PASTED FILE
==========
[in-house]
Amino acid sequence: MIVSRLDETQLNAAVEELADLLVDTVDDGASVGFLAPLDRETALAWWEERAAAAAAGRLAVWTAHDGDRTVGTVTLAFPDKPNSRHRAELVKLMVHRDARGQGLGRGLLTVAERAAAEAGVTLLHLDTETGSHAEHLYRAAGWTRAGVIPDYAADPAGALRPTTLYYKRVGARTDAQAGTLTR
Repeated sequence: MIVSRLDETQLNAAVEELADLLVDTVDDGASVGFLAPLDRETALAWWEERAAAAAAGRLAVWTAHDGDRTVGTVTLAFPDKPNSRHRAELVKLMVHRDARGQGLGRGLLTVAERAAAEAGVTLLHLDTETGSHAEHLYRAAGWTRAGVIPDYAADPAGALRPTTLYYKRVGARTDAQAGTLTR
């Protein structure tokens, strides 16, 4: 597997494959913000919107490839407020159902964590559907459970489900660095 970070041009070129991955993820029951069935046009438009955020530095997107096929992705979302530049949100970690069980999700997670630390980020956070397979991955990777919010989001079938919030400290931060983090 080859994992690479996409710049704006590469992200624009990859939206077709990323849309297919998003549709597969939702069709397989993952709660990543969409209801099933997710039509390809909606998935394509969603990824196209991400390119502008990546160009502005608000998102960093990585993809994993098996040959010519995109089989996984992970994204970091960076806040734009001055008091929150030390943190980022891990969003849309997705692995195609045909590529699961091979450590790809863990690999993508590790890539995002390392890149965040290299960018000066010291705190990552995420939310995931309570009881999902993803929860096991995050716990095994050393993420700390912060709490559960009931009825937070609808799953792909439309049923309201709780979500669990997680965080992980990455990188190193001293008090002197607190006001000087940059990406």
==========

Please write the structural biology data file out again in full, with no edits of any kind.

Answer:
[in-house]
Amino acid sequence: MIVSRLDETQLNAAVEELADLLVDTVDDGASVGFLAPLDRETALAWWEERAAAAAAGRLAVWTAHDGDRTVGTVTLAFPDKPNSRHRAELVKLMVHRDARGQGLGRGLLTVAERAAAEAGVTLLHLDTETGSHAEHLYRAAGWTRAGVIPDYAADPAGALRPTTLYYKRVGARTDAQAGTLTR
Repeated sequence: MIVSRLDETQLNAAVEELADLLVDTVDDGASVGFLAPLDRETALAWWEERAAAAAAGRLAVWTAHDGDRTVGTVTLAFPDKPNSRHRAELVKLMVHRDARGQGLGRGLLTVAERAAAEAGVTLLHLDTETGSHAEHLYRAAGWTRAGVIPDYAADPAGALRPTTLYYKRVGARTDAQAGTLTR
């Protein structure tokens, strides 16, 4: 597997494959913000919107490839407020159902964590559907459970489900660095 970070041009070129991955993820029951069935046009438009955020530095997107096929992705979302530049949100970690069980999700997670630390980020956070397979991955990777919010989001079938919030400290931060983090 080859994992690479996409710049704006590469992200624009990859939206077709990323849309297919998003549709597969939702069709397989993952709660990543969409209801099933997710039509390809909606998935394509969603990824196209991400390119502008990546160009502005608000998102960093990585993809994993098996040959010519995109089989996984992970994204970091960076806040734009001055008091929150030390943190980022891990969003849309997705692995195609045909590529699961091979450590790809863990690999993508590790890539995002390392890149965040290299960018000066010291705190990552995420939310995931309570009881999902993803929860096991995050716990095994050393993420700390912060709490559960009931009825937070609808799953792909439309049923309201709780979500669990997680965080992980990455990188190193001293008090002197607190006001000087940059990406």